I looked at the frost on my flowers the other day and thought, “Huh. That’s like my brain right now.”
You know when you were a kid and ate ice cream too fast or slurped one of those slushie things? It was like, “Whoa! Brain freeze!” Remember that?
Yeah. That’s not what I’m talking about at all. It’s more like stumbling out of bed at ridiculous-o-clock, shuffling into the kitchen, opening the cabinet, and staring at the coffee mugs.
Almost daily now, I find myself in the middle of a task and I get brain freeze. I just stop what I’m doing and my mind goes to sleep for a second. What was I doing? Why did I come in here? What was I looking for?
This has happened to me many times, of course. Usually in the early morning. But now it’s like permafrost—it lasts all day.
On top of that, I think magical things are going to happen. Not consciously but in a “this-will-be-completed-with-no-assistance-from-me” sort of way.
If I stare at the coffee maker, I will have coffee. If I stare at the computer screen, my page will be edited.
I’m getting time back by focusing on what’s important and ditching the rest (which is awesome) but I’m not getting the stuff done I’ve made time for. I know. Irony is delicious. Just don’t eat it too fast.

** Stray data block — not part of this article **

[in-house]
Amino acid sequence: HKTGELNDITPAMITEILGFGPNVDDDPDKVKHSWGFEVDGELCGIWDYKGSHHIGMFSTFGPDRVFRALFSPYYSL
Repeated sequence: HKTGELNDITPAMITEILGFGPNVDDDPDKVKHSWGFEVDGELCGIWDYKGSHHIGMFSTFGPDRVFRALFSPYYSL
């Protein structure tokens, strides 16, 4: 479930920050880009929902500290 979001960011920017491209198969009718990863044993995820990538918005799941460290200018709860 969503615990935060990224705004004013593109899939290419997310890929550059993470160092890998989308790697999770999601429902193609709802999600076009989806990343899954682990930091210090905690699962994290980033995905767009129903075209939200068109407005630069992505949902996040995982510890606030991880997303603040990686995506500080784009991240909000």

Maybe I need to get used to having that bit of extra time before my frostbitten brain can thaw and function properly.
My Sunday thoughts in (around) 200 words.
I know everyone wonders what they went into the kitchen for at one time or another but, realistically, how often does this happen to you? Should I be worried? 😉
I think I just need to adjust to this new-ish schedule. Hopefully, after a transition period, this will mean I actually finish the books I’m working on and get them out into the world! *fingers crossed*
Many seasons of losing bits of myself. Allowing the chlorophyll to seep away and show the world my true colors. Making myself vulnerable while being brave enough to bare leafless branches. Letting go of the leaves I’ve worked so hard to grow. Ones I thought I needed.
The leaves are just beginning to turn. They are changing. Dying. I need to remember there is beauty in these deaths.
I will survive. I can let go.
Dried-up dreams are getting caught in autumn breezes and whipping around my feet. I can let them scratch my ankles or I can dance with them.